The Fall Green Cure: On Floorplans and Guided Imagery

The Fall Green Cure: On Floorplans and Guided Imagery

Jonathan B.
Sep 21, 2007

Reading or drawing a floorplan is like learning a foreign language. In fact, we've heard about universities that used to give foreign language credit to architecture students in recognition of this special skill.

Drawing a floorplan is part of Week 2 of the Green Cure, and Stringy's right on top of it.

If you're wondering how to begin, or what to put on your floorplan, here are a few tips, starting with a little guided imagery.

Office floorplan - before• Imagine your home is suddenly shrunken down to the size of a loaf of bread. Fortunately, you happen to be outside at the time. Pick up your newly teensy house.
• Imagine that you have a large knife, with which you're going to slice your home into horizontal pieces, one for each floor. (Remember, this is just in your imagination.) If you only have one floor, you get to skip this step.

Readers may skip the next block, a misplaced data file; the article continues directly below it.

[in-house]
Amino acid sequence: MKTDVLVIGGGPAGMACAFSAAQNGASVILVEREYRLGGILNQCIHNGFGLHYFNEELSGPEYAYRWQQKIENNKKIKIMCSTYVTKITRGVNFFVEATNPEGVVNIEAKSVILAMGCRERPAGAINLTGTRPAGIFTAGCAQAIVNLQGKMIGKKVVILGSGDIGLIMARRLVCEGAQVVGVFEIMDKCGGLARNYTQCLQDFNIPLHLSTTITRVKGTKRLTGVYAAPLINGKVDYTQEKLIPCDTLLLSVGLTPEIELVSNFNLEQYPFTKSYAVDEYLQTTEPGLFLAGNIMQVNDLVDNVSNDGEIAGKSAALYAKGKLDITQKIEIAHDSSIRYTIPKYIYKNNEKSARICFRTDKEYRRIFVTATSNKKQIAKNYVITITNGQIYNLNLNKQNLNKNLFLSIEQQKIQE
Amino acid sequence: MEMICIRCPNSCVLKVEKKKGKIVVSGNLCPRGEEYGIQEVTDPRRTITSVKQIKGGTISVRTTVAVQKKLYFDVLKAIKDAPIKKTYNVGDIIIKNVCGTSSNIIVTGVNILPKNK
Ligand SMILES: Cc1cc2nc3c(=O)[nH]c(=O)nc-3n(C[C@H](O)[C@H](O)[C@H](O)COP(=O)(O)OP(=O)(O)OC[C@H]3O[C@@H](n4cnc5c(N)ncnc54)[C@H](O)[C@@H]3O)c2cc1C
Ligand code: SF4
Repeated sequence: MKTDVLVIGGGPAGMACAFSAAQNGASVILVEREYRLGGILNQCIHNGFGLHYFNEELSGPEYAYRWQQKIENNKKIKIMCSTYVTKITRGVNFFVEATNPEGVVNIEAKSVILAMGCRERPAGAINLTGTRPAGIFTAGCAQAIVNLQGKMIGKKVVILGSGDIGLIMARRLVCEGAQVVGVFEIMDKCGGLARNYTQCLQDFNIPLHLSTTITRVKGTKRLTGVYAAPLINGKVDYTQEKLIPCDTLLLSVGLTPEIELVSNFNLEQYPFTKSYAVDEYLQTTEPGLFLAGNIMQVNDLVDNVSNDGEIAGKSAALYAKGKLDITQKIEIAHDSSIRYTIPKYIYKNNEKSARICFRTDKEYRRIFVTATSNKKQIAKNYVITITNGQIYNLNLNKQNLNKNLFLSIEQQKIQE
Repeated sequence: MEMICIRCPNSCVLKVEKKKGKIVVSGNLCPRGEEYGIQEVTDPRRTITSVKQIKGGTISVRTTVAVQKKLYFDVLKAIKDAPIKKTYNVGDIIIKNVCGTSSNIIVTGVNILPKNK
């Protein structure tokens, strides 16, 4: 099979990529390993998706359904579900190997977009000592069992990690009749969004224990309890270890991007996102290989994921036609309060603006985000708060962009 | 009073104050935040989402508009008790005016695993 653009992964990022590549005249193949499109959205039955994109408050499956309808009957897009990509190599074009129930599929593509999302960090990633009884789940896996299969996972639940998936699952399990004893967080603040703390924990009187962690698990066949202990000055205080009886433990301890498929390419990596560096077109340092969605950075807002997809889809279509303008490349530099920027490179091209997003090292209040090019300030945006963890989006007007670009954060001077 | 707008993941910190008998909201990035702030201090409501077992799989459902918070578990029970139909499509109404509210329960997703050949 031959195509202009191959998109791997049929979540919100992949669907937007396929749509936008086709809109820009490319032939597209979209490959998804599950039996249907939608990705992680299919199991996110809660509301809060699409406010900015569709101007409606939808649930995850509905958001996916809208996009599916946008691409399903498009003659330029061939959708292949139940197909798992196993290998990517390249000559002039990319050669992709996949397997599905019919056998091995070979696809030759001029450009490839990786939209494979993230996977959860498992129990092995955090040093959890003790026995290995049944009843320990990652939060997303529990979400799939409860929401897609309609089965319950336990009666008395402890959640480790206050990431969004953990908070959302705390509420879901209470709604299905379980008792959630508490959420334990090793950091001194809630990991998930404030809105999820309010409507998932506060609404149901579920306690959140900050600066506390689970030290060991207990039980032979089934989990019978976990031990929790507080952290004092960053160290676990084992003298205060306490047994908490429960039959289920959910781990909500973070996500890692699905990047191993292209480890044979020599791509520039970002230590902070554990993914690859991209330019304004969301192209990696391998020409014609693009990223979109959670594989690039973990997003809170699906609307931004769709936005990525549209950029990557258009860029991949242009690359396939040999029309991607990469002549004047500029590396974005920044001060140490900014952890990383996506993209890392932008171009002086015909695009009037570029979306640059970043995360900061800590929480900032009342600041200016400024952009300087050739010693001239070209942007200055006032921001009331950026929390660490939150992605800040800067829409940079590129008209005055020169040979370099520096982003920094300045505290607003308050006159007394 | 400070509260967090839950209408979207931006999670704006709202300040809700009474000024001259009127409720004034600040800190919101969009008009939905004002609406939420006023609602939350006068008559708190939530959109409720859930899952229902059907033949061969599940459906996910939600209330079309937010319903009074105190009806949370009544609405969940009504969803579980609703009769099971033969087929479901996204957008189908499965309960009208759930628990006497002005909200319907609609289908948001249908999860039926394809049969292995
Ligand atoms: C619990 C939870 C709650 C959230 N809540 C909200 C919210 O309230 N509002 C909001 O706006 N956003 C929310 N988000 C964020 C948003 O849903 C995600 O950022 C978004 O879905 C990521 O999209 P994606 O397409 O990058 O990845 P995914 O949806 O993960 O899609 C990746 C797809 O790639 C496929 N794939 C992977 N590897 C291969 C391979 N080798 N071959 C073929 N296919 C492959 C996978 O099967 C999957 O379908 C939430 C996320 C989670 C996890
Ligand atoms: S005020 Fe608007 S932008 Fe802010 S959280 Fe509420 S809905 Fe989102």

• Now imagine putting each floor of your home on a counter, so that the floor is flat on the counter.
• Pick a spot about halfway up the walls, or above the desks and tabletops in your shrunken, imaginary house.
• Grab the imaginary knife and slice in half, like you're making a layer cake. Set the top half aside.
• Look down. There's your floor plan.

Now your task is to transfer what you're looking at to paper... and to preserve some sense of scale, so that when you draw your ideal plan, you can know that everything will fit into the room.

The easiest way to do this is to measure the outside edges of your home and transfer these measurements to graph paper. (Let each square equal one foot.) Then sketch in the furniture. You'll find that with practice you'll be able to get the proportions right for everything you're drawing in the room as long as you've drawn the outline of the room correctly.

Floor plan newbies: does this method work for you? Expert floor plan drawers: what are your tricks?

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